What does it mean if my report mentions special studies such as p63, cytokeratin 5/6 (CK5/6), and TTF-1?

p63, cytokeratin 5/6, and TTF-1 are special tests that the pathologist sometimes uses to help tell adenocarcinoma from squamous cell carcinoma.

What does it mean if my report mentions special studies such as CK7 (cytokeratin 7), CK20, CDX2, gross cystic duct fluid protein (GCDFP), mammaglobin, estrogen receptor (ER), progesterone receptor (PR), along with TTF-1 or PE-10?

These tests are sometimes used to help determine if a cancer in the lung started there (is a primary lung cancer) or spread there from somewhere else (is a metastasis). Not all patients need these tests, so if your report does not mention them, it doesn’t mean there is a problem or a question about your diagnosis.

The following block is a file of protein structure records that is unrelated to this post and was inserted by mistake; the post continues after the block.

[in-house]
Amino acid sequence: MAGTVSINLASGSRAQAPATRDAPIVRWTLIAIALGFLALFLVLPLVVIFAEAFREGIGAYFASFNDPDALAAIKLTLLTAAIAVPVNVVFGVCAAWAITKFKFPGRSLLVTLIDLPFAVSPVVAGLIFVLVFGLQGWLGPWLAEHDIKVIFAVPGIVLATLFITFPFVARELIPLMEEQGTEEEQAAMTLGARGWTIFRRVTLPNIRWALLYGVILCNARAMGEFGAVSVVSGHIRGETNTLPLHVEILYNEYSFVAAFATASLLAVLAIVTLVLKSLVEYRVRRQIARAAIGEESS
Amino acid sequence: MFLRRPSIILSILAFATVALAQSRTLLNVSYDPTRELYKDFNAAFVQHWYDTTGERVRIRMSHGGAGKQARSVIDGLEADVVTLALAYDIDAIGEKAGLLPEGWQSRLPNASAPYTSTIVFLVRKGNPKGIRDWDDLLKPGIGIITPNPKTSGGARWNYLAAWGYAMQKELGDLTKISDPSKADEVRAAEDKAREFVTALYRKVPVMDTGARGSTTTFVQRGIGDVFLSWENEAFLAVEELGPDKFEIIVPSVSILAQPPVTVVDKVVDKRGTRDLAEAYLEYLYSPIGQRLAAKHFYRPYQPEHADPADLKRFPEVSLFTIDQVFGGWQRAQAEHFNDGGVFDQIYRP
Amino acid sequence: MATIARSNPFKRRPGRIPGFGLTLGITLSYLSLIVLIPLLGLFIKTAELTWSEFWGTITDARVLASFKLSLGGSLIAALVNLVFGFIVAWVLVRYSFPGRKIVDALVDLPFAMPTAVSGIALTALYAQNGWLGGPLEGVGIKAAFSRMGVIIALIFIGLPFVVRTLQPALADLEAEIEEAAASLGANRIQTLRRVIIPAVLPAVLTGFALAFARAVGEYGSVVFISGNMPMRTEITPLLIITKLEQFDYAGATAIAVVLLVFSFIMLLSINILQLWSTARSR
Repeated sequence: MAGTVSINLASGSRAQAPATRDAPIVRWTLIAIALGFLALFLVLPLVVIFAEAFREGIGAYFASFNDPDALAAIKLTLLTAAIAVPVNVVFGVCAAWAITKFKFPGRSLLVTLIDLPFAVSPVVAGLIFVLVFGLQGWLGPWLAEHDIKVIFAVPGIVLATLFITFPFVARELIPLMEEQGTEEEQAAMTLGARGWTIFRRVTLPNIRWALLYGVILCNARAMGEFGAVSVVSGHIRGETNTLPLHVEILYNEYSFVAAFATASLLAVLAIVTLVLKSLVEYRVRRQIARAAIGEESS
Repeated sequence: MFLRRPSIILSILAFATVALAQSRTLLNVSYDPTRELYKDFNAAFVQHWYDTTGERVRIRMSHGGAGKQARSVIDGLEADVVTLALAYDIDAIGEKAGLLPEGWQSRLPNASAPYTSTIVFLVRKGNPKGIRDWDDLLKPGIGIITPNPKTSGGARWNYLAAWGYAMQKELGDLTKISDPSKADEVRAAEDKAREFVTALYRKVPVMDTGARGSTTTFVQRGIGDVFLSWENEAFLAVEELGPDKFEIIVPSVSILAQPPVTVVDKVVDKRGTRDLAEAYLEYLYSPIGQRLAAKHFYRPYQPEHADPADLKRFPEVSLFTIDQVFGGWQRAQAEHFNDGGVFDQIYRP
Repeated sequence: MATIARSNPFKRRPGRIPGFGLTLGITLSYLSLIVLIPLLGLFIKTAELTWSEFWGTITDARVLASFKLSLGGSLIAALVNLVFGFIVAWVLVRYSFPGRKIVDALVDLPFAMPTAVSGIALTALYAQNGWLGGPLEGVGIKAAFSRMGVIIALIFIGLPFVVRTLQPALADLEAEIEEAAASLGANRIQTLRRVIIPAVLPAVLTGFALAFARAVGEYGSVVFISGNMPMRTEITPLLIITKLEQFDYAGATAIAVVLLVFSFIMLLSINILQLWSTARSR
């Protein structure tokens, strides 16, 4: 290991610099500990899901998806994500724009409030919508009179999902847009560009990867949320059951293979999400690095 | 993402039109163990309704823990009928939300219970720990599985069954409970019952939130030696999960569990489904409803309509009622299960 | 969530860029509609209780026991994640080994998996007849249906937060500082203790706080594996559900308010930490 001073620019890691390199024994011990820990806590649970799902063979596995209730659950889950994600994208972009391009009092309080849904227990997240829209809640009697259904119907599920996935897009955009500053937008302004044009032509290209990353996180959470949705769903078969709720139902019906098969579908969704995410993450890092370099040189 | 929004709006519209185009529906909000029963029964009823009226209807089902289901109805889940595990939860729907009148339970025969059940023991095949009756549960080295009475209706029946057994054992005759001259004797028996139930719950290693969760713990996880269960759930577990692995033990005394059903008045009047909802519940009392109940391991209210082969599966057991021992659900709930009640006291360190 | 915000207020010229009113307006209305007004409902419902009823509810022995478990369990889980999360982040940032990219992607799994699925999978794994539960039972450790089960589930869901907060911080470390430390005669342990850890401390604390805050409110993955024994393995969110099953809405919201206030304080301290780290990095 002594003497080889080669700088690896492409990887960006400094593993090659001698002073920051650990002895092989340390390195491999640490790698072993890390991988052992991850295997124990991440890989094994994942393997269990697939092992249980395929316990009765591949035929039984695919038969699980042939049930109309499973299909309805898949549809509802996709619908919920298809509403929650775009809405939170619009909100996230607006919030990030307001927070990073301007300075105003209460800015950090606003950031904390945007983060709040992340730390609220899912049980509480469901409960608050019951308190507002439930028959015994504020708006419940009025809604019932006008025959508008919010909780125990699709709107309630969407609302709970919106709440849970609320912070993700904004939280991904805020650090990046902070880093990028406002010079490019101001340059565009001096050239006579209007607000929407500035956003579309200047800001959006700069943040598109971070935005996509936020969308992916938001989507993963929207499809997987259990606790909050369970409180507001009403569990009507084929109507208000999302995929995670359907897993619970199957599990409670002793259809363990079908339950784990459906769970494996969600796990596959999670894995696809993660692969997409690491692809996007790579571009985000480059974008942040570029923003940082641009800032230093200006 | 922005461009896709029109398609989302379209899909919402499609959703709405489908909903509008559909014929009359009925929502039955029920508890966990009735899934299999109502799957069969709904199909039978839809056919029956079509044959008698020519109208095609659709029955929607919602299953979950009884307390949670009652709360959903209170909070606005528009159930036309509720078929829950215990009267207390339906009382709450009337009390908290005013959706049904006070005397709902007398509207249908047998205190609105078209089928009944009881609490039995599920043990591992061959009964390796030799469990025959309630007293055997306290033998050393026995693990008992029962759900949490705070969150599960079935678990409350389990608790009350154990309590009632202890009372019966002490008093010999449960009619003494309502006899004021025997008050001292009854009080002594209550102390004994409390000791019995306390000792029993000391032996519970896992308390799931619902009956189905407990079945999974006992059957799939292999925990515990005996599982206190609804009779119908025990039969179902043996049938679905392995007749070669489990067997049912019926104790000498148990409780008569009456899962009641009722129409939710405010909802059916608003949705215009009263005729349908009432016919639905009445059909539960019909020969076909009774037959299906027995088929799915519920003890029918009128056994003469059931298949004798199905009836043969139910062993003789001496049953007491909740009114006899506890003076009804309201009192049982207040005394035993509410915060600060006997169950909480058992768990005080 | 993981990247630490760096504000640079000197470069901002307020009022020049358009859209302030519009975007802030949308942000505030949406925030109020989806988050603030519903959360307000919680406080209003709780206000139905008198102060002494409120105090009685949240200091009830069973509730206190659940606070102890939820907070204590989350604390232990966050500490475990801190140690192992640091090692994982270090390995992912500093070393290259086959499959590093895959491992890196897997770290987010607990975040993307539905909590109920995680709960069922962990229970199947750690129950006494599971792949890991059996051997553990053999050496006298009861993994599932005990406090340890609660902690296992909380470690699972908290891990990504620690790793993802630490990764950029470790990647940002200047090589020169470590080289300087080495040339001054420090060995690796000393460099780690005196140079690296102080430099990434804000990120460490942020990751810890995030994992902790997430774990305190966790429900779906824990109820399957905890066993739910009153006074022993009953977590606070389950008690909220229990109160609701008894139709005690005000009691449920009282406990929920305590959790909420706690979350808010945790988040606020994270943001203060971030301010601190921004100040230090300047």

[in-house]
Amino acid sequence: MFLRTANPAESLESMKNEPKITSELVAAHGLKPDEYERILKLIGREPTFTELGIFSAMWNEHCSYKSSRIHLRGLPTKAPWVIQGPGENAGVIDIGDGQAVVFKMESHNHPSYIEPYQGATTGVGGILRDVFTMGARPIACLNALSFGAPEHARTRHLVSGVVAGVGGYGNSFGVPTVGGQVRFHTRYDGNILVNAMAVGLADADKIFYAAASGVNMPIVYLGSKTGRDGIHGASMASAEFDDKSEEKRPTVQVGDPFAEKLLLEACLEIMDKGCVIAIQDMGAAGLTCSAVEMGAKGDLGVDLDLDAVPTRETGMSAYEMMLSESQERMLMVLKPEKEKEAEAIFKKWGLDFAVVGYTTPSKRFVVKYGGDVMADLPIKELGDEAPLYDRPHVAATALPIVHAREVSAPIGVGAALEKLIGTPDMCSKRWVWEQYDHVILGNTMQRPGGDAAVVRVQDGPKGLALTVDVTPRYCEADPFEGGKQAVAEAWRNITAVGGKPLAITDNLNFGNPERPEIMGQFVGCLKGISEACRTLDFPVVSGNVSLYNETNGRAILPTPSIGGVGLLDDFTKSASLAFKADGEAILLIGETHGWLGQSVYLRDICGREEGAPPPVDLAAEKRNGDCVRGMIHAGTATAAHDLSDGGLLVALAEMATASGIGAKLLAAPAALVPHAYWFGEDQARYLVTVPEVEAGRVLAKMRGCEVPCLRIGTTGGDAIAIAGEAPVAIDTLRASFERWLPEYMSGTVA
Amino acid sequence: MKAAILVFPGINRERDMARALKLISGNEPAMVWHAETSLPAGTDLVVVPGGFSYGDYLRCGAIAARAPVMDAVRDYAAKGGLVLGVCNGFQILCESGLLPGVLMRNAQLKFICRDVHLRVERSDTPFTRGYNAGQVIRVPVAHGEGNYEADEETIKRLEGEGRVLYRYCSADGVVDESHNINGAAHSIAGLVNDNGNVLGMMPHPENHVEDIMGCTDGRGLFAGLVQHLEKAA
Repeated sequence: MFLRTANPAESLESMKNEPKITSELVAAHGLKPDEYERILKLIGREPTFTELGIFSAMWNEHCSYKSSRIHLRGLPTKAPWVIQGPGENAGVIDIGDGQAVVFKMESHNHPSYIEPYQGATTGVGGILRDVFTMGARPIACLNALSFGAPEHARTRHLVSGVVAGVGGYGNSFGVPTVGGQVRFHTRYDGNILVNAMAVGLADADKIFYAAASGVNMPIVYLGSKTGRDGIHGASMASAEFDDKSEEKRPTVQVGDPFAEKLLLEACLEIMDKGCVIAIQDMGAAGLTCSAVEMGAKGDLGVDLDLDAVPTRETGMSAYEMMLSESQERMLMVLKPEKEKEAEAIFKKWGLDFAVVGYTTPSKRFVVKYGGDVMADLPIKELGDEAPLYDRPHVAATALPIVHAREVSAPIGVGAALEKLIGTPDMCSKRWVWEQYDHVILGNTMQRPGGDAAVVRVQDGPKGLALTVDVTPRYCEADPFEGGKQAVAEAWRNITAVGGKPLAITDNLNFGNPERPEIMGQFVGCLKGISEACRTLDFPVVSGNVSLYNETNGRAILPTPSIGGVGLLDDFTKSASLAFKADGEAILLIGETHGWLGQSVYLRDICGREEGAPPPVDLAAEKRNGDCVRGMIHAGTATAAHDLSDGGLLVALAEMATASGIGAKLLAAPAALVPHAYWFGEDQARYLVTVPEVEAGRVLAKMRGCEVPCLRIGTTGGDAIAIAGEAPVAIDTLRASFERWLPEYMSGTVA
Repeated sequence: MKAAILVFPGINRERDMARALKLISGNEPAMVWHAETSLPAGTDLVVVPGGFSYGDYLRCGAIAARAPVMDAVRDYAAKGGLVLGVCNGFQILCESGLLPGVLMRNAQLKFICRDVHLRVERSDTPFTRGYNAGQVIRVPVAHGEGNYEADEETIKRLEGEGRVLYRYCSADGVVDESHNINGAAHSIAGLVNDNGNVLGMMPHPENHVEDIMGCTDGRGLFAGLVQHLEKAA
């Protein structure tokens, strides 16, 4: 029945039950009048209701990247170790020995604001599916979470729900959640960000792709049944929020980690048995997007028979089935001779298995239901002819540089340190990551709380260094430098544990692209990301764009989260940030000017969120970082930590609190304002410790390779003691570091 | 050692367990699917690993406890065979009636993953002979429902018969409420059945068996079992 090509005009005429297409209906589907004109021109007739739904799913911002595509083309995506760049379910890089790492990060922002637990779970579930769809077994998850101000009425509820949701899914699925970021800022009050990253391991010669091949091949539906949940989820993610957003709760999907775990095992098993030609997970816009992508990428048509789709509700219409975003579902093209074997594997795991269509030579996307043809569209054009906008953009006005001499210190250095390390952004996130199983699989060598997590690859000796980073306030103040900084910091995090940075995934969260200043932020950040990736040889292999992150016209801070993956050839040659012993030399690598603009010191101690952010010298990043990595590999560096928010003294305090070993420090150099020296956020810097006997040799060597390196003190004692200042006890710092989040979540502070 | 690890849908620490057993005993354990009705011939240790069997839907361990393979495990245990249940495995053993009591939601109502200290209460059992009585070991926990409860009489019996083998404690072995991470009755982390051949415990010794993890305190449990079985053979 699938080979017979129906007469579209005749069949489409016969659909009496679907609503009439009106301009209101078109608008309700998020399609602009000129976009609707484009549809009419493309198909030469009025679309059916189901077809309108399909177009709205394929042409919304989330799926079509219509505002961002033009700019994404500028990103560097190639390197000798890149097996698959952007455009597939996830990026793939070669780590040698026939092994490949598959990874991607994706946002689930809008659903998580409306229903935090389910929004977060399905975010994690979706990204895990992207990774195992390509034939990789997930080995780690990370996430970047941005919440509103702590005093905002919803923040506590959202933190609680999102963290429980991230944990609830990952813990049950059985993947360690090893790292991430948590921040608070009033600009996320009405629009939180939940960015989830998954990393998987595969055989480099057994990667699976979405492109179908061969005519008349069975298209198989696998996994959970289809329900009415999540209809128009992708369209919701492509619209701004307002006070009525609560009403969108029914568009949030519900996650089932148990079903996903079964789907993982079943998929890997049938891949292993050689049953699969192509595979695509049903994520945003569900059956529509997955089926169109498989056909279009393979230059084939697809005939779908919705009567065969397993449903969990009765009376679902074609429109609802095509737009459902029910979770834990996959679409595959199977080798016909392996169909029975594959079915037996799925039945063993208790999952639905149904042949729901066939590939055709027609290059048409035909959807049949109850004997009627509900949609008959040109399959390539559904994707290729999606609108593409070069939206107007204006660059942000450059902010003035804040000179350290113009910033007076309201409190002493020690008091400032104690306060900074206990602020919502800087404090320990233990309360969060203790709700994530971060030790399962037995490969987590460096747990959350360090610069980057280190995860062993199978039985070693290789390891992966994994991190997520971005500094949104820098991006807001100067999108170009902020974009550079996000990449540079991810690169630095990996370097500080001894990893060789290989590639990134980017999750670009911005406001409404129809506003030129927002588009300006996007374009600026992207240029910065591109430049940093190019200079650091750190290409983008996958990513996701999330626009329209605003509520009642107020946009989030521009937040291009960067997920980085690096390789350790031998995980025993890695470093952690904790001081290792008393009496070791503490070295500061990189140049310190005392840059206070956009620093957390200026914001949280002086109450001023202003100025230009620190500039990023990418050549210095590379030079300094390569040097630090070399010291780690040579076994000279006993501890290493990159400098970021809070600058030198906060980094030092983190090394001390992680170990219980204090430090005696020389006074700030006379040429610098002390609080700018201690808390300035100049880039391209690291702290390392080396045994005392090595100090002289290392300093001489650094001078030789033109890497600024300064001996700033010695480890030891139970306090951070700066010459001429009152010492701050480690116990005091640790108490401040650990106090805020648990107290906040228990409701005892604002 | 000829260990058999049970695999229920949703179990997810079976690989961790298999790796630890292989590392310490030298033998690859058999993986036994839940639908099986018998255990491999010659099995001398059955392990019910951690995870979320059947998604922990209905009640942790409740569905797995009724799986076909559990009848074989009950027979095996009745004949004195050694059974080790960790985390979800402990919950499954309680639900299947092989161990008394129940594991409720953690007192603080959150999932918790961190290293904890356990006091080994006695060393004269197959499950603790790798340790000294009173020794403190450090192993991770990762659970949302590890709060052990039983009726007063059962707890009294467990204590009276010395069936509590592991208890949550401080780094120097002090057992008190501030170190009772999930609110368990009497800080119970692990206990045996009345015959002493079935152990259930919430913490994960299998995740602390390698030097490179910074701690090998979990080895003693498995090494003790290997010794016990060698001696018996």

What does it mean if my report mentions special studies such as CD56, chromogranin, or synaptophysin?

These tests are sometimes used to help see if a lung cancer is a small cell carcinoma. They can also be helpful in diagnosing carcinoid or atypical carcinoid tumor.

What does it mean if my report mentions special studies such as mesothelin, D2-40 (podoplanin), calretinin, CEA, cytokeratin (CK) 5/6, HBME-1, Ber-EP4, TTF-1, CD15 (LeuM1), WT-1?

These tests are sometimes used to help see if a tumor in the lung is mesothelioma or an adenocarcinoma of the lung.

What if my report mentions EGFR, K-ras, or ALK?